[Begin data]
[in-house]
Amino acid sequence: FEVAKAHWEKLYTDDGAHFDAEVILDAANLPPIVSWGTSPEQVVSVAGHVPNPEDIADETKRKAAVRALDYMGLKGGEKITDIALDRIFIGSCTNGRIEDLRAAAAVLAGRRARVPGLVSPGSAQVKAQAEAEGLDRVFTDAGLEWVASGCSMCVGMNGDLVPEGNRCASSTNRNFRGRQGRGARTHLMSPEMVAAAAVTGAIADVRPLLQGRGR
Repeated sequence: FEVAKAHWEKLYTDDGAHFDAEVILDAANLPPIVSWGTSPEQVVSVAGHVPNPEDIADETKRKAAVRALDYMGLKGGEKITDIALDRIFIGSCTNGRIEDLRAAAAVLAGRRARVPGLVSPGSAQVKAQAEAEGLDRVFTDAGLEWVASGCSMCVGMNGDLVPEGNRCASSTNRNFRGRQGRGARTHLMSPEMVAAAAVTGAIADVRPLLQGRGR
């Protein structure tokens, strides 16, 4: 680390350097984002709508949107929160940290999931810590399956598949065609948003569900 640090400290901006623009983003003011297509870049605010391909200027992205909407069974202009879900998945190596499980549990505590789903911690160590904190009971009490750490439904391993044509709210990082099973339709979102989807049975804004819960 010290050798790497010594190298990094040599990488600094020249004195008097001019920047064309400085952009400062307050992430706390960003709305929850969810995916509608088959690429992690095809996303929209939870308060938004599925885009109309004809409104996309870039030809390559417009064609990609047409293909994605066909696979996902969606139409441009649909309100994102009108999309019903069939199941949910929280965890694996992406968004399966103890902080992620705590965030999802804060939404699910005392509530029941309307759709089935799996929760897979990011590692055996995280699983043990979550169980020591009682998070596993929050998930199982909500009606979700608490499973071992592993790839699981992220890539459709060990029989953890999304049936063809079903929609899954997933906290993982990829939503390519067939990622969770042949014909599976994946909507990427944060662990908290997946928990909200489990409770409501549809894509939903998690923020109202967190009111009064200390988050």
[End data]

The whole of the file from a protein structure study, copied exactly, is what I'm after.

[in-house]
Amino acid sequence: FEVAKAHWEKLYTDDGAHFDAEVILDAANLPPIVSWGTSPEQVVSVAGHVPNPEDIADETKRKAAVRALDYMGLKGGEKITDIALDRIFIGSCTNGRIEDLRAAAAVLAGRRARVPGLVSPGSAQVKAQAEAEGLDRVFTDAGLEWVASGCSMCVGMNGDLVPEGNRCASSTNRNFRGRQGRGARTHLMSPEMVAAAAVTGAIADVRPLLQGRGR
Repeated sequence: FEVAKAHWEKLYTDDGAHFDAEVILDAANLPPIVSWGTSPEQVVSVAGHVPNPEDIADETKRKAAVRALDYMGLKGGEKITDIALDRIFIGSCTNGRIEDLRAAAAVLAGRRARVPGLVSPGSAQVKAQAEAEGLDRVFTDAGLEWVASGCSMCVGMNGDLVPEGNRCASSTNRNFRGRQGRGARTHLMSPEMVAAAAVTGAIADVRPLLQGRGR
């Protein structure tokens, strides 16, 4: 680390350097984002709508949107929160940290999931810590399956598949065609948003569900 640090400290901006623009983003003011297509870049605010391909200027992205909407069974202009879900998945190596499980549990505590789903911690160590904190009971009490750490439904391993044509709210990082099973339709979102989807049975804004819960 010290050798790497010594190298990094040599990488600094020249004195008097001019920047064309400085952009400062307050992430706390960003709305929850969810995916509608088959690429992690095809996303929209939870308060938004599925885009109309004809409104996309870039030809390559417009064609990609047409293909994605066909696979996902969606139409441009649909309100994102009108999309019903069939199941949910929280965890694996992406968004399966103890902080992620705590965030999802804060939404699910005392509530029941309307759709089935799996929760897979990011590692055996995280699983043990979550169980020591009682998070596993929050998930199982909500009606979700608490499973071992592993790839699981992220890539459709060990029989953890999304049936063809079903929609899954997933906290993982990829939503390519067939990622969770042949014909599976994946909507990427944060662990908290997946928990909200489990409770409501549809894509939903998690923020109202967190009111009064200390988050």